<b>[D]EPARTMENT BLUES:</b> Santa Barbara police have long sought to replace their 56-year-old headquarters.
Paul Wellman

The California Division of Occupational Safety and Health (known as Cal/OSHA) has now conducted two inspections of the Santa Barbara Police Department’s Figueroa Street police station, the most recent inspection taking place this Tuesday. Cal/OSHA spokesperson Erika Monterroza confirmed that the state safety agency is investigating the police station, but she declined further elaboration explaining that to do so might “corrupt” the results. She did say that the investigation was initiated on February 26 and that by law, her agency has six months to complete the job.

Sergeant Mike McGrew, long the face of the Police Officers Association (POA), said he instigated the investigation after ambient tests for potential carcinogens that had been promised in December by Police Chief Cam Sanchez were not conducted. According to McGrew, the chief pledged at a leadership meeting to have the tests performed. When he checked with department brass to determine if the tests had been done in February, he was informed they had not. He then called Cal/OSHA and notified his superiors within the department that he had done so. The tests were conducted not long after, said assistant chief Frank Mannix. Those tests revealed, he said, no apparent health risks posed by the building.

Mannix and McGrew said they were animated by concerns that the police station might be a “sick building.” A number of department employees ​— ​or recent retirees ​— ​have either died of cancer in recent years or gotten sick with the disease. Mannix cited two recent deaths and about five nonfatal cancer incidents. Further fueling such concerns was the extensive work refurbishing the building’s heating, ventilation, and air conditioning (HVAC) system that began earlier this year. “It’s been like being in a dental office on steroids,” said Mannix. That work has proved disruptive to departmental employees, and the dust, sawdust, and particulate matter ​— ​from drywall and cottage-cheese ceiling materials ​— ​have exacerbated employee fears about unsafe working conditions.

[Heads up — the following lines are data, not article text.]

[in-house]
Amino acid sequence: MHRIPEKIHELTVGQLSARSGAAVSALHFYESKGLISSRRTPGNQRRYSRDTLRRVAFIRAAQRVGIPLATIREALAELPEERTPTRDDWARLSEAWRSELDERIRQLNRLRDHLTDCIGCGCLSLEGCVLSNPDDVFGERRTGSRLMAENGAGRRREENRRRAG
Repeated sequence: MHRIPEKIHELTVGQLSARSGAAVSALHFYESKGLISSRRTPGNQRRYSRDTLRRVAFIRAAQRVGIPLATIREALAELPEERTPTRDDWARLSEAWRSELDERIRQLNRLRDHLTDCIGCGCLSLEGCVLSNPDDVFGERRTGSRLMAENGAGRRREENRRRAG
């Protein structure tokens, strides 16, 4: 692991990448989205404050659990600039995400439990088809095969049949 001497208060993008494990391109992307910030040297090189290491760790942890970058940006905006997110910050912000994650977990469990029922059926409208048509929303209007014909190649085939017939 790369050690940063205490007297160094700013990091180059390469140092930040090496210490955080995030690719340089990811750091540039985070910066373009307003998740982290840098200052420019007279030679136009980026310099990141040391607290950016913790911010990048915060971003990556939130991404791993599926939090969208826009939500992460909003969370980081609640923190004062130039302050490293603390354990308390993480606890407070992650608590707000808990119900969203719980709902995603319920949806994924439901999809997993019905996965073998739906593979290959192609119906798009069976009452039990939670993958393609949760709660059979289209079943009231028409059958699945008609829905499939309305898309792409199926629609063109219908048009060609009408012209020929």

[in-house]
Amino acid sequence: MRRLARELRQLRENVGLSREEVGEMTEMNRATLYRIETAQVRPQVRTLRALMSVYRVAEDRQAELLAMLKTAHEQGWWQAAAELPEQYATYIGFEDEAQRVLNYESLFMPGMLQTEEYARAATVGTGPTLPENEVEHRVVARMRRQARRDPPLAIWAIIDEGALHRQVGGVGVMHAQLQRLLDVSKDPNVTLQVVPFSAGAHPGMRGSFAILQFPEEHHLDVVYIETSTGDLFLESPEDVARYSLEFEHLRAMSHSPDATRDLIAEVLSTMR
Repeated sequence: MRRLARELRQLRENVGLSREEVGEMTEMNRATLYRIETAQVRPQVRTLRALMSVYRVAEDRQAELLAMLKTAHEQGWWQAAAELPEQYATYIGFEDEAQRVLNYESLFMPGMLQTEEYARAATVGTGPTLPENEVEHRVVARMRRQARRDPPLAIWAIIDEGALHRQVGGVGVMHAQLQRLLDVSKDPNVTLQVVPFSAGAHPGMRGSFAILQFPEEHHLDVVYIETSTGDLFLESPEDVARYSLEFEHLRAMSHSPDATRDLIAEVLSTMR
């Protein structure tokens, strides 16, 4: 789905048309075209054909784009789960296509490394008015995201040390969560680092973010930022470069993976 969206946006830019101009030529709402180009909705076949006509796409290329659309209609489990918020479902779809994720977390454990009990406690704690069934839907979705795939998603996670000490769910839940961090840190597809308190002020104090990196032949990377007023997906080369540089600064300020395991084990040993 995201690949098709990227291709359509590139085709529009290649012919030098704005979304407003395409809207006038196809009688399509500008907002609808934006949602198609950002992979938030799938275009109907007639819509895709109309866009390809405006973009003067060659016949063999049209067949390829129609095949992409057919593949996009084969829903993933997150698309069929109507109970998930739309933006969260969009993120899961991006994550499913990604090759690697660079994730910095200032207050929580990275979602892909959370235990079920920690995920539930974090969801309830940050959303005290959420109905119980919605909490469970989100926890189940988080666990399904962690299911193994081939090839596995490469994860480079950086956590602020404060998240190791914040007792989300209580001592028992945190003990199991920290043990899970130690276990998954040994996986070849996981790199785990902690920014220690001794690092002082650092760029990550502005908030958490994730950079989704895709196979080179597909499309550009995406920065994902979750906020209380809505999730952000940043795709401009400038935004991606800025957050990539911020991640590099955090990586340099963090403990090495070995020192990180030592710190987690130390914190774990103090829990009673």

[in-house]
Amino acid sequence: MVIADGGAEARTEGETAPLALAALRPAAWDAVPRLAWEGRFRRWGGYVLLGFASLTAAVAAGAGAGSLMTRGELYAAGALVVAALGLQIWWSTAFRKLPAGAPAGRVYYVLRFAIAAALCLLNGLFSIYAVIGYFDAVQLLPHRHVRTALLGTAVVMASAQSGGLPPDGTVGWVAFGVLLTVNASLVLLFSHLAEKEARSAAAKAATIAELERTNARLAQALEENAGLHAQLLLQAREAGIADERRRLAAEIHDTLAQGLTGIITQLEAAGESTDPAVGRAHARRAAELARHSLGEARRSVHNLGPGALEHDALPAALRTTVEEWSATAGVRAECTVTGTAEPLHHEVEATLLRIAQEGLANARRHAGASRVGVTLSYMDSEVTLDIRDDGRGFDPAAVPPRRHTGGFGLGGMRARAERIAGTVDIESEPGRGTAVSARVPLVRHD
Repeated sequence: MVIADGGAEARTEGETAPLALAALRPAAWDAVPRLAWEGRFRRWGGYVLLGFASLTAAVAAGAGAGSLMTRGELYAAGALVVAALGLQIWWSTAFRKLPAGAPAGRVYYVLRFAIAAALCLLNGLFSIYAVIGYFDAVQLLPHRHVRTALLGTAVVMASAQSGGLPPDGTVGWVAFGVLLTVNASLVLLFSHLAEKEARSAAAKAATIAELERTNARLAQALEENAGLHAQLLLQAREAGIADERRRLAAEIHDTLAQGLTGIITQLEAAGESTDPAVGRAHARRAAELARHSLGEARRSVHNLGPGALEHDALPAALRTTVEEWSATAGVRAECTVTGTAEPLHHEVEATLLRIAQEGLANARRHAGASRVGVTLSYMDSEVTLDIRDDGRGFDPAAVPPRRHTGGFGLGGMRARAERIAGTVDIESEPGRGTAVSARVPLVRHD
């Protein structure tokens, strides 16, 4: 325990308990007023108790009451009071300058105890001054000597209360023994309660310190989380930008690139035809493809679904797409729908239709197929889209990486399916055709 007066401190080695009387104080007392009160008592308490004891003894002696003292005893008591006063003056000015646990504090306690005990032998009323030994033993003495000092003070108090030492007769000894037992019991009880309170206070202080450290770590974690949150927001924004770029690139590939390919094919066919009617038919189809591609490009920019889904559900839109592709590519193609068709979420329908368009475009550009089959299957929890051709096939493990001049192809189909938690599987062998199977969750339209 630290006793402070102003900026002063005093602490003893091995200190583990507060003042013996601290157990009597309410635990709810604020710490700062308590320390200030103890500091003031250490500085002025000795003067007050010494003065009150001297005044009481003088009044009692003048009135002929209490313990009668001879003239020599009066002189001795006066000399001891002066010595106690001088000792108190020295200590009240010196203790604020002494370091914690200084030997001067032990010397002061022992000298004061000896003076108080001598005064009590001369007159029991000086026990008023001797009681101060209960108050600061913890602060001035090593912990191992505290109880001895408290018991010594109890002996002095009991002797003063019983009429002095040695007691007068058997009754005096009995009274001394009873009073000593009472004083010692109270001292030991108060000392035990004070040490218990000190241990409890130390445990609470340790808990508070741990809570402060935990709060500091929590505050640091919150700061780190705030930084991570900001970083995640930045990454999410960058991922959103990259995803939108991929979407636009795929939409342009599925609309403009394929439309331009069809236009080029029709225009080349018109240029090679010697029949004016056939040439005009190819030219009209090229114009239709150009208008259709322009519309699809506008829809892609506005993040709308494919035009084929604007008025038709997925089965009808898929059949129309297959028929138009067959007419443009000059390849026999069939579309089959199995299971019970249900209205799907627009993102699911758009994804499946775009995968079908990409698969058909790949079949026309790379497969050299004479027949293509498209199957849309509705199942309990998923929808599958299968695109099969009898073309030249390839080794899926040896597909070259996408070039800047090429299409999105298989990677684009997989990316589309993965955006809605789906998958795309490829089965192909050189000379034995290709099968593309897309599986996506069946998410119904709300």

Mannix took exception to suggestions that Police Department brass didn’t take the issue seriously. “The tests happened in the first place because Chief Cam Sanchez was committed to having them done,” Mannix declared. “They didn’t take place because of Mike McGrew or the POA.” Mannix noted that Sanchez had obtained funding approval from former city administrator Jim Armstrong to pay for the tests ​— ​about $10,000 ​— ​and subsequently got the green light from Armstrong’s successor, Paul Casey. McGrew stated the ambient tests did not occur until after he called Cal/OSHA.

Mannix said City Hall Risk Management personnel conducted two briefings with police employees notifying them that the test results did not reveal the presence of environmental carcinogens at levels sufficient to cause health problems. At those meetings, he said, several employees questioned whether radon levels had been tested, as well. They had not. “We ordered those tests, as well,” Mannix said. Those tests are scheduled to be conducted sometime later this month.

Chief Sanchez was in Oakland attending a funeral for a police officer killed on duty and was not available for comment.

Another issue noted by McGrew was the absence of a decontamination station in the police station. Typically, such stations are required so that officers can scrub blood and other bodily fluids off their boots and clothes before entering the shared public areas in the police station. The station house ​— ​built in 1959 and widely viewed as outdated in the extreme ​— ​instead has an eye-wash station. Mannix said the building has a restroom that opens to the exterior of the building that’s open “24/7” and functions as a decontamination chamber, allowing officers to clean any blood off prior to entering public areas. He acknowledged, however, that the room itself may not be labeled in accordance with Cal/OSHA guidelines, likewise the antibacterial soaps provided.

Replacing the station house has long been at the top of City Hall’s to-do list, but the $70 million required to build a new one has proved cost prohibitive. A bond measure in 1999 to raise the funds needed ​— ​then only $25 million ​— ​failed miserably with city voters. A majority of the City Council had hoped to place a bond measure on the November ballot this year to raise the funds needed to rebuild or seismically retrofit the police station ​— ​as well as a host of other unmet infrastructure needs ​— ​but the council was unable to achieve the 5-to-2 supermajority needed to put the matter on the ballot so voters could decide.


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